The problem to me happens when we forget about the real people. We start to think about general categories, like minorities or gender, and not about people. The three young scientists, independent of their gender, were struggling to survive in a very competitive world.

    Imagine for sake of argument, that the girl was German coming from a high-middle class family and one of the boys was Spanish coming from a poor family. To reduce women underrepresentation (a fair aim), gender policies would punish the boy who was already in disadvantage and award the girl who had many better chances in her life.

  4. Indeed so, but I don’t see a problem there. The significance of both groups (women vs poor Spanish boys) is overwhelmingly different. Look, it’s the same as saying that having policies to support poor people will take away resources from supporting education, or research, or industry, or whatever. Sure as hell they will! But you have to focus your resources somehow if you want to fix a problem, so this is unavoidable.

  5. “The significance of both groups (women vs poor Spanish boys) is overwhelmingly different.” Yes, they are. And groups can be created according to convenience and hidden agendas. But I was not talking of groups. I was talking about two real people, with partners, kids and rents to pay. It is worth being unfair to these people to solve “group” problems?

  6. Until society decides there is no “good” discrimination, but only discrimination, everybody loses. The two boys feel discriminated against and the girl is cheated out of the opportunity of truly earning the award. I wrote something today that touches on this:

  7. Indeed, the method ”rolled the dices to randomly chose between equals” might be a good fair option to avoid a bias in the direction of the positive discrimination. Yet, it is clear that in this particular case you describe, the probability to have the male scientist selected is 2 to 1 for the men. Yes, ok no big deal this year, but the next year the ratio males:females can be again 2:1, and so on… this is probable since the number of women in science is generally smaller in the academic environment (at least, in physics).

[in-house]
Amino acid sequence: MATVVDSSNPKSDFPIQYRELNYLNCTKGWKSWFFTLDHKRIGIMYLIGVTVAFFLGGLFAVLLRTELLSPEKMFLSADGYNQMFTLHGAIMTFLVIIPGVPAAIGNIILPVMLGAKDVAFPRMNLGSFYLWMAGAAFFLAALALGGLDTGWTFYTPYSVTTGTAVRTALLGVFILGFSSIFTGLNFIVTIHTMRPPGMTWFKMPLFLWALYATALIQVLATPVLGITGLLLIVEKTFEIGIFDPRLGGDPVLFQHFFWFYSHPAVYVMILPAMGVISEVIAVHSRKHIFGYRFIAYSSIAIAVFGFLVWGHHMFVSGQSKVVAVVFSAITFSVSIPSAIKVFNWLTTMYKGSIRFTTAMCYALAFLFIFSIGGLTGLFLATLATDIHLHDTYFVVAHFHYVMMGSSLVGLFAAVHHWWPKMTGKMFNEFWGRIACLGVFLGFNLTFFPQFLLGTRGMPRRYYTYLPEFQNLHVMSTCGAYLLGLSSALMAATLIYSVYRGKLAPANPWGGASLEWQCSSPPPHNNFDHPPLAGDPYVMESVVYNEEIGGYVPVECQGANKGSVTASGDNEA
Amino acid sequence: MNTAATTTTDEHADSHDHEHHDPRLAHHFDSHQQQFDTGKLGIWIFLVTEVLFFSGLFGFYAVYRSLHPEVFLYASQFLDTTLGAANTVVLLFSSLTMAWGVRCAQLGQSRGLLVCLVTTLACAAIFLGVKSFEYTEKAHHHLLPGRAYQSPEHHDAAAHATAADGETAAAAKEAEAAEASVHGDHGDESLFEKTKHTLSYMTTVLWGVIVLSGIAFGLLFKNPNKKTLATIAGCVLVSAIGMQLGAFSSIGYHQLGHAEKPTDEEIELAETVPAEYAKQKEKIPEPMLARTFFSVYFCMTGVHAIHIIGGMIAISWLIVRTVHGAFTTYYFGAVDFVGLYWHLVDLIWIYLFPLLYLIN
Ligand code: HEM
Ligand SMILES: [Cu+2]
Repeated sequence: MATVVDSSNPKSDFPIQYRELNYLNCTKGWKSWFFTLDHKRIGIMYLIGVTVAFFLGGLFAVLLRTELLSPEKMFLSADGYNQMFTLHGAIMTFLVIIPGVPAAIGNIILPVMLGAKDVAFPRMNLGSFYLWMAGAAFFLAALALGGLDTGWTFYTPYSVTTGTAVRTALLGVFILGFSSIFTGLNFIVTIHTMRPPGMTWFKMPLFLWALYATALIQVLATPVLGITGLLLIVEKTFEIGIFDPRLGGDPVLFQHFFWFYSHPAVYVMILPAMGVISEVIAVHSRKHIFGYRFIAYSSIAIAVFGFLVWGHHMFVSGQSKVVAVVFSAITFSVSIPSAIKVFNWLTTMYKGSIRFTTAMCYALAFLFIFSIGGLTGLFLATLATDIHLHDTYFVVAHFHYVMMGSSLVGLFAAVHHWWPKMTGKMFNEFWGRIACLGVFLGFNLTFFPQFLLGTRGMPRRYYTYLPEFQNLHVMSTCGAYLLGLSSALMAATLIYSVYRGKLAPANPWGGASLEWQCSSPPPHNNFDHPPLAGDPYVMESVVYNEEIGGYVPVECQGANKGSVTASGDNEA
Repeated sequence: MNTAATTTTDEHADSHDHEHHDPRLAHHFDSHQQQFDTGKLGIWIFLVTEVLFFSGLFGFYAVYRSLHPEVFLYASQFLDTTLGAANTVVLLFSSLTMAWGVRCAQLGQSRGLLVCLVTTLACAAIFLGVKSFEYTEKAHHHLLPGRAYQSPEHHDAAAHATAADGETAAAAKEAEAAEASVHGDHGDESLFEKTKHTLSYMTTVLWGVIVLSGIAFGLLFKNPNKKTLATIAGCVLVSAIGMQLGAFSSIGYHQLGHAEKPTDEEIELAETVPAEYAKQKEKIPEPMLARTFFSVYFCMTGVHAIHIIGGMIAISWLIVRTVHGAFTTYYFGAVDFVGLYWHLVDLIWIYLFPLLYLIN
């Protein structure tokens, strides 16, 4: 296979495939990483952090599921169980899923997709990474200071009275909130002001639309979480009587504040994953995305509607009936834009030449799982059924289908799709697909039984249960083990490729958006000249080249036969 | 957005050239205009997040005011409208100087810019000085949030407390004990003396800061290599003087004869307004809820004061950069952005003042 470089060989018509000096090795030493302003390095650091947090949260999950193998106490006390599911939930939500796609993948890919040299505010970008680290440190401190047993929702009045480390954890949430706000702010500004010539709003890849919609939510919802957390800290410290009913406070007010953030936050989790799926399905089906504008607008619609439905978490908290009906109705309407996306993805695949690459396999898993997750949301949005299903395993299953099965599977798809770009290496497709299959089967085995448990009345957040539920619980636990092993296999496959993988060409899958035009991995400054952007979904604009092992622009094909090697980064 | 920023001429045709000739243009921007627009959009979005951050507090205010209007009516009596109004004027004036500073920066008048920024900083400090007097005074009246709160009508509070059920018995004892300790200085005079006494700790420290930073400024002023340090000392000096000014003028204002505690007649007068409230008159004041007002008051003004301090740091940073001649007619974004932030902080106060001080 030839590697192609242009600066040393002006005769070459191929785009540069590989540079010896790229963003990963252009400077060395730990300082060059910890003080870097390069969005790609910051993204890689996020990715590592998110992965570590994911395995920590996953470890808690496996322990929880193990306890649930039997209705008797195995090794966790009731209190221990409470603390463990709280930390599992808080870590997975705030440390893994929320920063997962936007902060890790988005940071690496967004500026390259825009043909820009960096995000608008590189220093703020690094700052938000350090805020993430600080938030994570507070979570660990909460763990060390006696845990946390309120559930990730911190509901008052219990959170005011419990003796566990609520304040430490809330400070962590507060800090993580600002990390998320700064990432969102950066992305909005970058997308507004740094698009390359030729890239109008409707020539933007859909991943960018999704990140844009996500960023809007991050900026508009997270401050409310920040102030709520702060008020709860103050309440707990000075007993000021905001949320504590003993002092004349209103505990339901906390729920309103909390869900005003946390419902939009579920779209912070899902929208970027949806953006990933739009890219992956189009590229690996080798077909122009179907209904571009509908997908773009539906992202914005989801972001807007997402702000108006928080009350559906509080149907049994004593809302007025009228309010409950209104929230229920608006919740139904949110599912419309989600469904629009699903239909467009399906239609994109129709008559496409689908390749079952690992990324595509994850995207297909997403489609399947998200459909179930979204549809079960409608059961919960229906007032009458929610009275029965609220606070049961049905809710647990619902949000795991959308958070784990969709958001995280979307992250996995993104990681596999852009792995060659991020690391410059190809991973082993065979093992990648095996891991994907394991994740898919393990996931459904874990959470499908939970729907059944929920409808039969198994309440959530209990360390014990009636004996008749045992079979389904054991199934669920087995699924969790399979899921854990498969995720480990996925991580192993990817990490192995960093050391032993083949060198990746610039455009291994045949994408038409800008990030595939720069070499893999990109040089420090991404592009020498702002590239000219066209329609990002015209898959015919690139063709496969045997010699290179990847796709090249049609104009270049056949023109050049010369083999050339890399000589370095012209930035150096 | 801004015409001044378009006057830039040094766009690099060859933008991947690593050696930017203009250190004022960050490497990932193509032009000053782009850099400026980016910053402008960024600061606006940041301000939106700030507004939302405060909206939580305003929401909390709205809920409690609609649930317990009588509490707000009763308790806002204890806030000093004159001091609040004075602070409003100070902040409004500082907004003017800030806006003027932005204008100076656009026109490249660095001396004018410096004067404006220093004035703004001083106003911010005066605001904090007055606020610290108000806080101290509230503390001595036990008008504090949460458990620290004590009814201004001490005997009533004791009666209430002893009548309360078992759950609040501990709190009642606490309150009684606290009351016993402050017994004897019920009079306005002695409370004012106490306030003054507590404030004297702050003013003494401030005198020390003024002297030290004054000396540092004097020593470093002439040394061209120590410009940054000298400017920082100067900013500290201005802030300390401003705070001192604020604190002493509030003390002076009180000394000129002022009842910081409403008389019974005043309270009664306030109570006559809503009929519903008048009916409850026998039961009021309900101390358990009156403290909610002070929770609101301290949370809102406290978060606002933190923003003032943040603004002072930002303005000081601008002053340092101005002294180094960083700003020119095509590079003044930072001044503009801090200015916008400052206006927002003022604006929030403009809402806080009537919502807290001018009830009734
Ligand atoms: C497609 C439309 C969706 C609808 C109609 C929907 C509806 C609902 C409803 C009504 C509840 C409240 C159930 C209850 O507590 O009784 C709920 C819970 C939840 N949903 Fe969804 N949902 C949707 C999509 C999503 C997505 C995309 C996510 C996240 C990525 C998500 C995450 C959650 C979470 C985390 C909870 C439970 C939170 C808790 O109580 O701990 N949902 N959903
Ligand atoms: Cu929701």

How to proceed then? I would think the way out if we employ your method would be to have an equal number of males and females with equivalent qualifications selected and then play the dices. Of course, the question arises : what if there is no female candidate with equal qualifications ? This might happen to be the case (although more rare in the last years) in some fields like theoretical physics, for example, where women are, in general, under-presented and there is a certain need for their promotion. I think, in order to arrive at a fair situation in the future, we might have to pass through some unfair bias in order to promote women especially in fields which are largely dominated by men. This is unfair to men since they are punished, but also to women, as you remarked correctly. There is always a danger of promoting somebody who is not very competent, but if we stuck to the ”equal qualification” criterion, it might be minimized.
    As i am working at the border of physics and theoretical chemistry, i observed, in practice, a large domination of male scientists in the groups i have been working with. This has been always fine with me, since i do not really ”see” the gender of the person when i am working, rather his/her competences. However, it is clear that something has to be done in practice for motivating women to pursue science as well. This is not easy since in general women are aslo less competative in nature.
    I admit though that i do not know the solution of the problem “positive discrimination” and what can actually come as a supprise to some guys is that a woman scientist can suffer the consequences of such a ”discrimination” :imagine a female professor promoted because of gender policies supervising a PhD female candidate, it is a formula for a disaster for the PhD and his career, i ensure you. Still, i vote with two hands for some women-friendly policies in science.

    • It is clearly necessary to focus on how to increase the number of short-listed women. But this a work that should be done since the basic levels, by stimulating women to follow scientific careers and by creating environments, where people (and not only women) don’t have to chose between family and career.


  1. Let Science Manage Scientists | Much Bigger Outside